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Financial Aid for Post-Secondary Education

There are many options to pay for post-secondary education, such as savings, scholarships, grants, and student loans (federal and private). Costs for education is increasing. Tuition, room and board make up the majority of the costs but additional expenses that include books/supplies, personal, and transportation should also be considered.


Savings

A 529 Prepaid Tuition Plan, 529 Savings Plan, Coverdell Education Savings Account, or Roth IRA are tools that can be used to save money for post-secondary education. Most even provide tax benefits. Each plan has different benefits and risks. Research each type of plan to determine which is best for your situation.


Scholarships and Grants

Research scholarships and grants available from the institutions being considered, local community and state. Start the search process early to avoid missing submission deadlines. Remember to conduct the scholarship and grant search each year attending the institution. There are many scholarship opportunities that go unfunded because of lack of applicants. Never pay to apply for a scholarship/grant or for access to scholarship opportunities.


Federal Student Loans

Following are the types of loans available through the Federal Department of Education. Application for the loans is done by completing the FAFSA (Free Application for Federal Student Aid).

  • Direct Subsidized Loans: Made to eligible undergraduate students who demonstrate financial need to help cover costs of school. These loans do not accrue interest until the student is out of school. The amount loaned is based on your grade-level at a particular school.
  • Direct Unsubsidized Loans: Made to eligible undergraduate, graduate, and professional students. Students do not need to demonstrate finance need to get an unsubsidized loan. Interest begins to accrue as soon as the loan is disbursed and the amount is based on your grade-level at a particular school.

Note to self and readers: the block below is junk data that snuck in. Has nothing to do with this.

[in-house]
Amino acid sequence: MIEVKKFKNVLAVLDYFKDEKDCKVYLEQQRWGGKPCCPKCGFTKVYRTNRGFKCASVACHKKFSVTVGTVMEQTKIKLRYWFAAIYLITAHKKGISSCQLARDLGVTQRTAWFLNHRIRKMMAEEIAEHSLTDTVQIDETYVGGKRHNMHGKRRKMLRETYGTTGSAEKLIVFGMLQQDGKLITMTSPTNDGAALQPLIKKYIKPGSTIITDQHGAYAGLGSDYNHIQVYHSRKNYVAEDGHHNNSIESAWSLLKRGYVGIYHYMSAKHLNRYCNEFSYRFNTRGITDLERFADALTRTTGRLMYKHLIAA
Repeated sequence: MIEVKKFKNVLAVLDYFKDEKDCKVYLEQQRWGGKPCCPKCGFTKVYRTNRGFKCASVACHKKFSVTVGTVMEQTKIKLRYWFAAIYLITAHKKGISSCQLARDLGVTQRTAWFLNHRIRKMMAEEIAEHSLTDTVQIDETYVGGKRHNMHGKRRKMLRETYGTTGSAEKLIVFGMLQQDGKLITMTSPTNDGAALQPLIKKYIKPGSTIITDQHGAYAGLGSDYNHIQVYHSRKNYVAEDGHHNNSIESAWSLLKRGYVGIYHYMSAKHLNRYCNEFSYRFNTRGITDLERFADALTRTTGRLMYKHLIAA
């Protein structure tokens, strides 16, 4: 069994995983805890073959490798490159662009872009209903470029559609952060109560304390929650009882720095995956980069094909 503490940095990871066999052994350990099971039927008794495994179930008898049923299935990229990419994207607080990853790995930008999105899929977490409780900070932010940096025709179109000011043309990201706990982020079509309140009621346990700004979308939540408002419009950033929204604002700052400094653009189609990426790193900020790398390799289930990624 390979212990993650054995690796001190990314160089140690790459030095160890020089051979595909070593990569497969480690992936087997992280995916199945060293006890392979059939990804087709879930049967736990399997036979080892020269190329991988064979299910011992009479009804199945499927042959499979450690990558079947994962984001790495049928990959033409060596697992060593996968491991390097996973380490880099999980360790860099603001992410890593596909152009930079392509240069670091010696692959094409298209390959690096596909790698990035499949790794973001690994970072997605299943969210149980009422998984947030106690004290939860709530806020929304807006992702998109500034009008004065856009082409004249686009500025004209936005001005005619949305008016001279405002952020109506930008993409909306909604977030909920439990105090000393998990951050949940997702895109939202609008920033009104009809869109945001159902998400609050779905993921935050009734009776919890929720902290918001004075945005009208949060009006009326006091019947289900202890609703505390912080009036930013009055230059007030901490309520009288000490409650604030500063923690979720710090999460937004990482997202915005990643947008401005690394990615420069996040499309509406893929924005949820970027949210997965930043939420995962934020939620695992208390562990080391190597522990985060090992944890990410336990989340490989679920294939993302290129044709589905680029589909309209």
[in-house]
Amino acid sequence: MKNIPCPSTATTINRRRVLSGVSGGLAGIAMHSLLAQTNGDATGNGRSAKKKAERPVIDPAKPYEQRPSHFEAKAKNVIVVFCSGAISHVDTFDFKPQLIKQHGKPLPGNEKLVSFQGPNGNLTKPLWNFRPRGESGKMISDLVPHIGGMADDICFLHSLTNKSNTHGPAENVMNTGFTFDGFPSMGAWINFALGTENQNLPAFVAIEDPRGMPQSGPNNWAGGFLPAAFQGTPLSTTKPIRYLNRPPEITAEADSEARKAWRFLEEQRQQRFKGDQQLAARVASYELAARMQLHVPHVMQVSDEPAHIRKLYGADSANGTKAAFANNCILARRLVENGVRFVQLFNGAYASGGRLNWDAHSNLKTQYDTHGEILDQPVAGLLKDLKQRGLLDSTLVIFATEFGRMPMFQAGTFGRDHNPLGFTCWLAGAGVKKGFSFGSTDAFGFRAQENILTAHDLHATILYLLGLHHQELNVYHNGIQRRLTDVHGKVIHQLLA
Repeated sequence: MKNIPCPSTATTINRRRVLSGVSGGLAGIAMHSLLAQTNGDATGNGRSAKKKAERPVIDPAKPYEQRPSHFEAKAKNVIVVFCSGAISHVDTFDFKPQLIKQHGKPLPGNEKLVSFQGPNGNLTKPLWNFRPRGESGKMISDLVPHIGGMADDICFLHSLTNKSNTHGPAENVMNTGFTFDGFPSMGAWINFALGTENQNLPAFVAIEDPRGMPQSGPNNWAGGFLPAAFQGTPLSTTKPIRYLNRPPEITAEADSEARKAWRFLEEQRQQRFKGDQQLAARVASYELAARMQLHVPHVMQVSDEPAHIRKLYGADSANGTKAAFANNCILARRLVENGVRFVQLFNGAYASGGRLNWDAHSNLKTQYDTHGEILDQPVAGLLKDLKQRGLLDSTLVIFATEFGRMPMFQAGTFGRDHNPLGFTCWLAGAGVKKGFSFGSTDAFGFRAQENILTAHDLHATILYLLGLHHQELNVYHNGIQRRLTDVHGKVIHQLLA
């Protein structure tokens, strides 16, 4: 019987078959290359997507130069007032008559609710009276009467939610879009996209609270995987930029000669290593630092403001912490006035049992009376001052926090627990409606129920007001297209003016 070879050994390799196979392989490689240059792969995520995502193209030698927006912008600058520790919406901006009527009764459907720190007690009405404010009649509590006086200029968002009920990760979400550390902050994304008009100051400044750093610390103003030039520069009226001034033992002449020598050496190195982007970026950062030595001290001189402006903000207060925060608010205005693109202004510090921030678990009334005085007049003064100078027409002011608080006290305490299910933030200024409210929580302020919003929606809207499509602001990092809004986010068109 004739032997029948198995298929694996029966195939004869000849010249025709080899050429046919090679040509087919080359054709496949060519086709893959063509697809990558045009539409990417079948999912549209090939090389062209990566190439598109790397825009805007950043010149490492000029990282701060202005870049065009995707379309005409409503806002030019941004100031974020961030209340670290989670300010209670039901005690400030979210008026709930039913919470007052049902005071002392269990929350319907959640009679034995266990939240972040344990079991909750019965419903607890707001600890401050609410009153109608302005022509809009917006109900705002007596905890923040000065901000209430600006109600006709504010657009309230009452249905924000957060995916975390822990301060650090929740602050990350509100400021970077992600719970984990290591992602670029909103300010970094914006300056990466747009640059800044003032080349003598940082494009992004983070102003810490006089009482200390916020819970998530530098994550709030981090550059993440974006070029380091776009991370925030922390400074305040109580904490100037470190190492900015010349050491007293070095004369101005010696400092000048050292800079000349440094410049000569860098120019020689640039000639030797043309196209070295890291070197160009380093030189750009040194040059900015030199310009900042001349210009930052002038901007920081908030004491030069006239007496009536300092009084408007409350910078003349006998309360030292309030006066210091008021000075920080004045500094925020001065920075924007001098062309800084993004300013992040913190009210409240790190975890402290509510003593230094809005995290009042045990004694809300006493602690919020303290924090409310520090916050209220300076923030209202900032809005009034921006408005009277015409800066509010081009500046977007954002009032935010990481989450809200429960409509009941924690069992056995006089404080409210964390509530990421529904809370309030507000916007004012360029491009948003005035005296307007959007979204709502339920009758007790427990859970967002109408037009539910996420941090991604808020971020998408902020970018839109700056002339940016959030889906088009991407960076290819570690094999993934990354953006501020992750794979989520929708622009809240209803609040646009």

• Direct PLUS Loans: Are taken by parents to help pay for the students education. If a parent is denied a PLUS loan because of their credit history, they can contact the school to see if their student would be eligible for additional unsubsidized student loans.
  • Federal Perkins Loans: School-based loan program for students with financial need. Under this program, the school is the lender and the amount of the loan is determined by each school based on the amount of funds they have available to lend.

Private/Non-Federal Student Loans
There are many non-federal loan options available to students. Most of these loans will require the student to have a co-signer. Being a co-signer is risky. If the student does not make the payments, the co-signer will be required to make the payments. Interest rates for private loans will be either variable or higher than federal loans. These loans are not available for flexible repayment plans and cannot be consolidated with federal student loans.

Source: Lorna Saboe-Wounded Head, iGrow

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